So this is partly a regurgitation of a hastily-written comment I wrote earlier today, but with some key added explanation.
I think that disaster relief funding should be provided, in the end, at the state and local level rather than at the federal level. This isn't because I'm a fan of states' rights or otherwise a closeted right-winger. It's simply that I think that we should not only adopt policies that ensure that people get aid when disaster strikes, but also adopt policies that make it less likely that people will need such aid in the first place.
This was the comment I made earlier today on Governor Crotchitch's refusal to accept federal disaster aid:
This actually isn't really on-point here because of the nature of tornadoes. But actually, as a general matter, I don't like national-level disaster relief in rich world countries, including ours. In general, this is one of the areas where I think the costs are more sensibly borne by the state and local governments. Because in many cases, the types of disasters are foreseeable for the locality in question.Actually, now that I think about it, tornadoes should be a part of the equation too in the aggregate - you may not be able to predict with the same confidence that a person in Tulsa's house will be hit by a tornado as you can that a person's house in Miami will eventually be hit by a hurricane, but you can say that the Tulsan is more likely to be tornado-affected than someone living in, say, Salt Lake City.
If people choose to live or set up an apartment complex in an earthquake zone or along a river that floods all the time or along a coast that gets hit by many hurricanes, they should know that there's a good chance their house will be destroyed by an earthquake or a flood or a hurricane. Someone will end up having to pay for the consequences when it happens. By rushing money off whenever there's a disaster, society is basically subsidizing people to live in dangerous places.
Tornadoes are different, obviously. You can't know that someone's house in Ohio (or even in Oklahoma) will be affected by a tornado with the confidence that you can be sure someone's house in Riverside will be affected by an earthquake during a given 50 year period.
The continuation of global warming is going to make this more of an issue. Sea levels well rise, and coastlines will retreat. If we know with substantial certainty that a particular house is going to get swallowed by the sea in the next 50 years, we should be discouraging people from living there.
Like I said, not directly on point. But this sort of thing will be happening more and more in the future. We should be trying to discourage people from moving into hurricane/flood zones as the incidence of those events increases during the next few decades.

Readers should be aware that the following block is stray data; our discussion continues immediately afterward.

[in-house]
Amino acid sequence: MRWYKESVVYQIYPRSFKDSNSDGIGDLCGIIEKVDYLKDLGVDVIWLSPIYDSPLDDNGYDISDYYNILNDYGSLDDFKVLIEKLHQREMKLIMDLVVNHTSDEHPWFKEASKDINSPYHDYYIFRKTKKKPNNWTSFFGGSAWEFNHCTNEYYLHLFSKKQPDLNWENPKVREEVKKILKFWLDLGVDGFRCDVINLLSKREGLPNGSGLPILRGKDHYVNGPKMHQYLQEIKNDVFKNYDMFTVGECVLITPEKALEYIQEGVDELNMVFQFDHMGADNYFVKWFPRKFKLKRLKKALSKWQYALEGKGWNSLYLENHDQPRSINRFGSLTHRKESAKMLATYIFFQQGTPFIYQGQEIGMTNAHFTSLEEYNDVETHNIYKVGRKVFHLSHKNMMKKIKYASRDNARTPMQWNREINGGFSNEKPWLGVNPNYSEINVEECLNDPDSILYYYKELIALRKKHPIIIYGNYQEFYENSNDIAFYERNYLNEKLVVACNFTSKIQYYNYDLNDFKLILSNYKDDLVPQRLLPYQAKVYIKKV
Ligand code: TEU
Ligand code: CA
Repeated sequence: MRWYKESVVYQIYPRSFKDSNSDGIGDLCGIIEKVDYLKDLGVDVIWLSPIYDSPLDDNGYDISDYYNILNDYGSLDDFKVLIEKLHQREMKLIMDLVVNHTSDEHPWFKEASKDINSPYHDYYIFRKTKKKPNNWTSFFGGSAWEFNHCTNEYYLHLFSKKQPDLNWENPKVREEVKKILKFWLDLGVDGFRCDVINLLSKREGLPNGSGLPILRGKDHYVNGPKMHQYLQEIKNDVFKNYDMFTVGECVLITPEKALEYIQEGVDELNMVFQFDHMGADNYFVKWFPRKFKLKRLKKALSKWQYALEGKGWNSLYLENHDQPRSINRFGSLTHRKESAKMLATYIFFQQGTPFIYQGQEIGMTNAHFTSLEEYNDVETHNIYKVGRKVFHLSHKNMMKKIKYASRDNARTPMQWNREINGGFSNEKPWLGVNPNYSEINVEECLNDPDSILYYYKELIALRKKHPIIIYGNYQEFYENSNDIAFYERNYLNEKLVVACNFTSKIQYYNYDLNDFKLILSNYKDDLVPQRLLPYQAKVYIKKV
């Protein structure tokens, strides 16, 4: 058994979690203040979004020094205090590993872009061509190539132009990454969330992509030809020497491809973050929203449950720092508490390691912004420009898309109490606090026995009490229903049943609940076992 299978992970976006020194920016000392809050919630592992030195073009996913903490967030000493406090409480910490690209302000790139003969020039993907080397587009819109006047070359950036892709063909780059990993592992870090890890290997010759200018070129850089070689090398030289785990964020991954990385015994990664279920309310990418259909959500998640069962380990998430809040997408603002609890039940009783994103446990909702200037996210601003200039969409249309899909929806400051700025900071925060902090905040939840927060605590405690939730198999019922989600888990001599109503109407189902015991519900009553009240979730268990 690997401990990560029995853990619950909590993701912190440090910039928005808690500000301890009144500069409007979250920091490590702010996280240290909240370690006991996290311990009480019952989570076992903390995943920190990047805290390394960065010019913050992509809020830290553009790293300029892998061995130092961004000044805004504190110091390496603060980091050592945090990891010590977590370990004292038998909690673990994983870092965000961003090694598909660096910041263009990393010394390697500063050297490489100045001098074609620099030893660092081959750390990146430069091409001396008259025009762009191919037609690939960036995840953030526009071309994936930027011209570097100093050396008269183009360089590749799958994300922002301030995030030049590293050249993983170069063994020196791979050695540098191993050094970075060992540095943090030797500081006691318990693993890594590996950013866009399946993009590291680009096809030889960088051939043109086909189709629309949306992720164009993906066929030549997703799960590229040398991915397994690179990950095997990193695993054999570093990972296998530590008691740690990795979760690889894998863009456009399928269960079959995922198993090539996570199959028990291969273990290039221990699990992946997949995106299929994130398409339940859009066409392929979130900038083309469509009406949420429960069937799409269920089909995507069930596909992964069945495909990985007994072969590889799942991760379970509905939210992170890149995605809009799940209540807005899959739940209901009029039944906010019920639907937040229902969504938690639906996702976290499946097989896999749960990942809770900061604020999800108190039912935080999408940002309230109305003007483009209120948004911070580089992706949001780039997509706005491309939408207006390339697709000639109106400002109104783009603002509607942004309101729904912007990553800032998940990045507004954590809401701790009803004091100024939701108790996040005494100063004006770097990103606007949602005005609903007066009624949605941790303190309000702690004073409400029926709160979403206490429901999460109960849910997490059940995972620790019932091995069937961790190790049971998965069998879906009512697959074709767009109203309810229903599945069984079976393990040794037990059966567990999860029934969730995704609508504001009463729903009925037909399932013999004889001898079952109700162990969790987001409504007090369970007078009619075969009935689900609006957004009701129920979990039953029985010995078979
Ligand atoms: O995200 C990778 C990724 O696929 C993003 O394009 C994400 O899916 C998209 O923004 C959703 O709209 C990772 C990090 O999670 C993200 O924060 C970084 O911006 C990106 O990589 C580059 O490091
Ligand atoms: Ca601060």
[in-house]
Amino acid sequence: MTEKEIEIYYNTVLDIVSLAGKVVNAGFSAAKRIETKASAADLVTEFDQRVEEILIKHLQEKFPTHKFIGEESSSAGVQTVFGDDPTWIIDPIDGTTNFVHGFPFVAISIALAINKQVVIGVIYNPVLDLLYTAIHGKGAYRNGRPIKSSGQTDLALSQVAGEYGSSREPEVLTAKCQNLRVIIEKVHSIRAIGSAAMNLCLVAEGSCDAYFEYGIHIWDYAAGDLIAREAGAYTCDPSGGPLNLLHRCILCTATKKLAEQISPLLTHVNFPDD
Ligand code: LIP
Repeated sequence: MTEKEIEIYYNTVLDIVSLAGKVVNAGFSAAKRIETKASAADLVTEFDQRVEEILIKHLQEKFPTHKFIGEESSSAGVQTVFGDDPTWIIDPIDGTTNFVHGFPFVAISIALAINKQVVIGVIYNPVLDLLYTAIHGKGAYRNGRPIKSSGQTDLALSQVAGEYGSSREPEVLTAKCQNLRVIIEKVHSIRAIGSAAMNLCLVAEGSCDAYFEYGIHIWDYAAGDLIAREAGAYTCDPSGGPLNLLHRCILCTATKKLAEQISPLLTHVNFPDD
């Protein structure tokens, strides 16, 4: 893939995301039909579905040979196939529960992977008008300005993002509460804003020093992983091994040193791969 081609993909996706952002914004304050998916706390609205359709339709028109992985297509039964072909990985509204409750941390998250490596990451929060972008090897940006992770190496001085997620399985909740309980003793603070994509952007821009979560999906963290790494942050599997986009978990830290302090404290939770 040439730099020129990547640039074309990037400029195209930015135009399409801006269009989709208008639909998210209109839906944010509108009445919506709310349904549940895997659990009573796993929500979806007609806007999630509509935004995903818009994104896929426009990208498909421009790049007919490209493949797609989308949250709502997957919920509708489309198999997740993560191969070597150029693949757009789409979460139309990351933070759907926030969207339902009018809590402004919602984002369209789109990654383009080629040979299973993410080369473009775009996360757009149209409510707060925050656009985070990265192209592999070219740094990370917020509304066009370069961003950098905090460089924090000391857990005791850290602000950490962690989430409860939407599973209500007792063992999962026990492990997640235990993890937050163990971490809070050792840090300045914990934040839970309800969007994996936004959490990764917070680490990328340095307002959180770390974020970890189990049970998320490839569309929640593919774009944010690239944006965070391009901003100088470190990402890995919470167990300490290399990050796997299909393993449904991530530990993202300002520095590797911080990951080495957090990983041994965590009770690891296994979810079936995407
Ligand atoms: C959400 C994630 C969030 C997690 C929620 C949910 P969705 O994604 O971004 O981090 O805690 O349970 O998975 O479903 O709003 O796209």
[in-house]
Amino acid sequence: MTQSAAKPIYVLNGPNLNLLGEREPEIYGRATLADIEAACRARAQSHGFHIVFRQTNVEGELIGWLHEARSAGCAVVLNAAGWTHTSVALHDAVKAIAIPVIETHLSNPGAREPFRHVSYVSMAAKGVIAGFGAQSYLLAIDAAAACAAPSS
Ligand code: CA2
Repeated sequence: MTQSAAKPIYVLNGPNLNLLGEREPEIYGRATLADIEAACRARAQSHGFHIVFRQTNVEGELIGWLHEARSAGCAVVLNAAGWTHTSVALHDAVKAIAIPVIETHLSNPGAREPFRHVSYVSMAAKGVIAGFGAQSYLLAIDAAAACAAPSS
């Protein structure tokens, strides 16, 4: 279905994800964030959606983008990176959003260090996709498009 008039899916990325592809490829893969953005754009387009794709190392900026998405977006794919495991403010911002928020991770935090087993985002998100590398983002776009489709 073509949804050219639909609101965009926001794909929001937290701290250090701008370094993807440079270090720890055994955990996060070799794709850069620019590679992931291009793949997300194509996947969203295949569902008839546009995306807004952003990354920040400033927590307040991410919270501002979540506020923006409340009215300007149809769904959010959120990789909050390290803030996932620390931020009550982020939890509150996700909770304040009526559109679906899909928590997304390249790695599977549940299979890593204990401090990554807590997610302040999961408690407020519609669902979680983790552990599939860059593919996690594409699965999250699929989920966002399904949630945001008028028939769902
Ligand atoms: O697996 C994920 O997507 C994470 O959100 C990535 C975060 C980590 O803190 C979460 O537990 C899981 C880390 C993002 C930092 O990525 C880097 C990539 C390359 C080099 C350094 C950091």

Anyway, in response to my post, a number of people got up in arms and basically missed the point of what I was saying. For instance:
There is no place that is not subject to the whims of nature. Would you have humans abandon Los Angeles and San Francisco? Most of the west coast? All of tornado alley? All of Florida? Most of the east coast? All of the Mississippi river valley? All of the Gulf Coast? Most of the northern tier of states? Alaska? Hawaii? Seattle? Seriously, where would you have people live?This misses the point.
I never said people shouldn't live in places where disasters are likely. That's impractical. Nor did I say "every man for himself" or even "no government aid." That's immoral. What I saying was that state and local government aid should be the source of disaster relief. It's one of the few areas where I actually believe that's a better approach than federal funding.
Why? Because having fewer people moving to places where earthquakes, hurricanes, and other disasters are particularly likely would be a good thing. Fewer people would die and less economic damage would occur when disasters do strike.
How might this be accomplished? Pass a federal law requiring states to maintain disaster relief pools sufficient (either in the form of cash or insurance policies) to cover 150% of projected disaster relief needs - which actuaries are remarkably good at projecting. Have a federal reinsurance program that provides no-interest loans to states whose pools ultimately prove to meet actual needs when they arise. But that way, the tax burden (and therefore overall cost of living) along the San Andreas fault will be appropriately higher than in, say, Boise.
The New York Times actually did a story last year after the last of the mega-tornado-outbreaks that had a map showing that we can, in fact, predict this:
As I said, I'm not suggesting that right NOW with the CURRENT regime of disaster relief, that states should shun disaster relief funds. I'm saying that GOING FORWARD, we should adopt policies that require states and localities to fund such aid rather than the federal government. That way, money would still be there when disaster strikes. But the higher tax burden would mean that people would be less likely to move to places that are more disaster-prone. Fewer people would die. Disasters would become less costly.
What's wrong with that?